Israel wanted a King.
Yes God had been there for them, delivered them from slavery, rained down bread from heaven for them, fought for them in battle on several occasions and all that good stuff.
But everyone had a king, so why did they have to be the exception? The wanted a king they could touch. And they wanted one now.
“He will take your sons and appoint them for his own chariots, to be his own horsemen…” 1 Samuel 8:11
“He will take your daughters and make them his perfumers, bakers and cooks…” 1 Samuel 8:13
“He will take the best of your fields…” 1 Samuel 8:14
…and He will take this, and that, and a whole lot more… But here’s the kicker:
“And you will cry out in the day because of your king whom you have chosen for yourselves, and the Lord will not hear you in that day.” 1 Samuel 8:18
And yet, Israel still demanded for a king. So God reluctantly gave them one, a man named Saul, to do what only He could do best: be their all in all.
Most of us know how the story of Saul and Israel ended. By ignoring God and His wise counsel, Saul allowed the spiritual health of his people to deteriorate further, alienating them from God.
I have this one childhood memory of staying up all night to open a Christmas present I wasn’t allowed to open till morning, even after all of my begging. I remember being so anxious that night, wanting to play with what I hoped would be a new Barbie doll.
Without even seeing her, I already had plans to make tissue dresses for her and show her off to my friends. When I finally did get the present, it was indeed a Barbie doll, one I probably played with for a few months.
The excitement of owning her quickly wore off, she was abandoned and I was on to the next new toy.
We all want the good things in life: a great man, a great job, a nice house, the list is endless.
And considering the microwave generation we exist in, where everything is gotten on-the-go and everyone is rushing against this imaginary clock ticking away somewhere, it’s easy to find ourselves longing for these heart’s desires to be ours now, even when we’ve been told to wait.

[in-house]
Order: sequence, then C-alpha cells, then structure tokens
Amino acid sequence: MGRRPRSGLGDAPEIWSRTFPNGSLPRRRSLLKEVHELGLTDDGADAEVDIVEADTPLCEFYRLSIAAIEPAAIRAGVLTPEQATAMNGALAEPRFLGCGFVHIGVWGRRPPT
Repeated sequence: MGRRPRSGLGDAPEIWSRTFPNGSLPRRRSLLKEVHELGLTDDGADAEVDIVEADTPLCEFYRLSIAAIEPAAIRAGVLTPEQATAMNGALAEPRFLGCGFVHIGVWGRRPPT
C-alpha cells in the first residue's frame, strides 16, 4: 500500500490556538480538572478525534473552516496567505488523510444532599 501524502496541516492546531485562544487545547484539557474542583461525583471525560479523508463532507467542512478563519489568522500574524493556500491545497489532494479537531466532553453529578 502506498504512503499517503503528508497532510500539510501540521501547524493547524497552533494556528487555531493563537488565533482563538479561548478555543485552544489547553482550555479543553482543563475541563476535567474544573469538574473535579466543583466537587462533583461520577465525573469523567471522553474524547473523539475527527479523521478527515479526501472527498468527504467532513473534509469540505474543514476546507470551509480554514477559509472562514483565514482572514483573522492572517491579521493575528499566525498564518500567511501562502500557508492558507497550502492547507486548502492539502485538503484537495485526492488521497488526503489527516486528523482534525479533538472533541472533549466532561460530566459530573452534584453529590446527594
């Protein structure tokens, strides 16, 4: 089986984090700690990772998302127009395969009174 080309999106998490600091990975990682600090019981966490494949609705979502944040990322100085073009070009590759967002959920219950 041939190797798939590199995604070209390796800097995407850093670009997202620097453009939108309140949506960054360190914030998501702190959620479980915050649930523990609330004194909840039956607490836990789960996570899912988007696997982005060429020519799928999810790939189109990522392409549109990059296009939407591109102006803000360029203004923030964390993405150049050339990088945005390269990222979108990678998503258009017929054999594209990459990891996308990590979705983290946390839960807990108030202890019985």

Yes God has promised us His Best, but the thing about His Best is it comes attached with operating on His timing which isn’t exactly comfortable to work with.
One thing I am concerned about is settling for less after waiting so long. Like after years of playing by God’s rules, I just suddenly give in and find myself stuck with a Saul instead of a David; an Ishmael instead of an Isaac.
Not just in relation to men, but for any promise of a great job, house, friendship, etc. Because it would be a shame to look back and wish we had held on a bit longer.
The thing about His Best vs. The Counterfeits is that God takes into consideration all the short and long term factors that come into play in benefitting from His gifts.
It’s one thing to get what you want, and another to keep it. It’s a whole other thing to keep it in good condition and to enjoy it in the long term.
I have prayed for my dream car for so long, and every single time, I keep getting back the same response from God: “You’re not in the right financial state to maintain it yet.”
That’s God, the good father who wouldn’t give you something until you’re ready to handle it, because then it’ll become a burden to you and not a blessing.
The Counterfeits, on the other hand, may look like the real deal (God’s best) but are just not good fits.
A personal example for me is meeting this guy who seemed to tick all the right boxes but things just weren’t going according to plan.
Every time I prayed about the situation, I always got a “Trust in the Lord and lean not on your own understanding” response.
It turned out that we just were not meant for each other– something I couldn’t see at that time and from my vantage point.
Learning to wait on God has not been easy, and it’s definitely a lesson in progress. But it gets better every day with God’s help.
At the end of it all, He’s my everything and until we realize that nothing in this world can take His place , nothing will ever quite fit.